Usually occurring during the night between December 21 and 22 each year, the winter solstice is known as the shortest day of the year. It represents the time when the sun appears at it’s southernmost point in the sky.
The date mentioned beforehand applies to the Earth’s northern hemisphere where it is known as the southern solstice. On the southern hemisphere on the other hand, it is called the northern solstice, and occurs annually on June 20 to 21.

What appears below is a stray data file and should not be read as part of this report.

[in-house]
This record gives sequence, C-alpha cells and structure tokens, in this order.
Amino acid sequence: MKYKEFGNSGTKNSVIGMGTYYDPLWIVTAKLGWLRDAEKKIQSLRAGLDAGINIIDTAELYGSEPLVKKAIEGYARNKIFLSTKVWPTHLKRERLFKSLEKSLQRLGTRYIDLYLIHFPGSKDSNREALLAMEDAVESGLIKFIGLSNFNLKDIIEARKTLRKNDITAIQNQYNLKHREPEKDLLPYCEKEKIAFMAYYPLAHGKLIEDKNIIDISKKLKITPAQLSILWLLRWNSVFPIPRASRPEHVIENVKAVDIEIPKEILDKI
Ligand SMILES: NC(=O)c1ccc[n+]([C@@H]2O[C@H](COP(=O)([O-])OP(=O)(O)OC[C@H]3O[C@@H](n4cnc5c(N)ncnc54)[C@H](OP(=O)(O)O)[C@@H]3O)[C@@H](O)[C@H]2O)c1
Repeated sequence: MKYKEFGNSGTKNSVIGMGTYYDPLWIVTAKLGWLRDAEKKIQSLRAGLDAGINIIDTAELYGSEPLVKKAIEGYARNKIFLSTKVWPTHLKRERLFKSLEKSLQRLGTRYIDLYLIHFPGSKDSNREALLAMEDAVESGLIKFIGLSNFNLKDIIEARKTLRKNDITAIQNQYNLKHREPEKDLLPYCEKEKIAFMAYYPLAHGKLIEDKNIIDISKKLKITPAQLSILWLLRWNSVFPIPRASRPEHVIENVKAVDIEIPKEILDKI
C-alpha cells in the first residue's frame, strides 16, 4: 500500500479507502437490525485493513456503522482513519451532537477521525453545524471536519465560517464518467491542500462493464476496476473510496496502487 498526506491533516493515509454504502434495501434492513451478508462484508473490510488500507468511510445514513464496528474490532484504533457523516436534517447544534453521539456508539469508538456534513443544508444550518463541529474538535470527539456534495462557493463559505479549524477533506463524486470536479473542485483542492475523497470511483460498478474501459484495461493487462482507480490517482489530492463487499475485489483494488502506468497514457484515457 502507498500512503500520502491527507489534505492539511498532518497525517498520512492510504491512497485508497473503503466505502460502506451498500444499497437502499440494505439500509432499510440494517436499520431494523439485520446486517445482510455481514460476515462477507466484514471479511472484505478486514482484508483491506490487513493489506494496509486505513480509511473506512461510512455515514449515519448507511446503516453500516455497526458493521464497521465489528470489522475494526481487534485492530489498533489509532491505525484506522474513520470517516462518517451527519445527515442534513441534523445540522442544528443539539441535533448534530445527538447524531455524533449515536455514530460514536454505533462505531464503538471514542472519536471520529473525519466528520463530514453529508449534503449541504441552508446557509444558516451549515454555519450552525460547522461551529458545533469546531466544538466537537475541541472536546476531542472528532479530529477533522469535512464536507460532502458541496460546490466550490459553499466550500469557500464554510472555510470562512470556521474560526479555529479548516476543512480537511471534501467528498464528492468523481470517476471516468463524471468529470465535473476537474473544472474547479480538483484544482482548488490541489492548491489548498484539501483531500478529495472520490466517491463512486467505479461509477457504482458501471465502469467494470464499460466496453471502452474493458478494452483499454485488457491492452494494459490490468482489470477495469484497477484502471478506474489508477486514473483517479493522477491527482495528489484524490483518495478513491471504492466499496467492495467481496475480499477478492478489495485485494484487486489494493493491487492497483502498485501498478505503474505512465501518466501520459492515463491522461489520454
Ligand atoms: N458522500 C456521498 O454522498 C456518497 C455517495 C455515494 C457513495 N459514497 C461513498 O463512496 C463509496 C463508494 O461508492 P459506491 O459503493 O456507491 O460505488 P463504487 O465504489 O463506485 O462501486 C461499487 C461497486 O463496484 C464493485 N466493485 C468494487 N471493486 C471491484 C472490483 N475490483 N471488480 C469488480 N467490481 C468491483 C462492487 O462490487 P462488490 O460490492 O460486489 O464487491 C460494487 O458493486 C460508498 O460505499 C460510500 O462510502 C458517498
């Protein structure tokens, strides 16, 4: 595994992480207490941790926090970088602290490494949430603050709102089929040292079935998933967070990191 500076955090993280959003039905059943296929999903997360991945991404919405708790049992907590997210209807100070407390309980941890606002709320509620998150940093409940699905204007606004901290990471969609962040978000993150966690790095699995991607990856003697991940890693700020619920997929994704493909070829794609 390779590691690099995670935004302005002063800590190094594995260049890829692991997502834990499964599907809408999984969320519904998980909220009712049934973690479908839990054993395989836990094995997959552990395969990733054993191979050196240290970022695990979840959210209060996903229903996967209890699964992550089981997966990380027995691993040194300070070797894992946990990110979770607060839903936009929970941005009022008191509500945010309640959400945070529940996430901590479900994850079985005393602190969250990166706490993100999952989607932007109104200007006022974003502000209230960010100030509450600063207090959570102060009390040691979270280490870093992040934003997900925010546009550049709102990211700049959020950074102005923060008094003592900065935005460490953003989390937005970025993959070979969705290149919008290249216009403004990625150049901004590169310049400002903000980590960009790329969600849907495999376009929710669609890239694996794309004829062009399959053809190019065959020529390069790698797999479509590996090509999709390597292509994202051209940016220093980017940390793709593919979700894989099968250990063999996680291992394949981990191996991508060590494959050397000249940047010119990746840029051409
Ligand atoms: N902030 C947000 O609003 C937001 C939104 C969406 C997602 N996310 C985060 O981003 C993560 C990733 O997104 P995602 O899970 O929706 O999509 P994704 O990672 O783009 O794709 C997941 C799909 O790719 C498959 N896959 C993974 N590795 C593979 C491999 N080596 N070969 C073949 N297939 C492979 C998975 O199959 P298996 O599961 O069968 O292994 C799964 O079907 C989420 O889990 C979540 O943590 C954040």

During this day, sunlight lasts about 9 hours only on average. That is six hours less when compared to the summer solstice, or the longest day of the year.
Interestingly enough, the Earth’s extreme points have extreme sunlight time during the winter solstice, with the southern Antarctic circle getting 24 hours of pure daylight and the northern Arctic Circle being in pitch darkness for the entire day.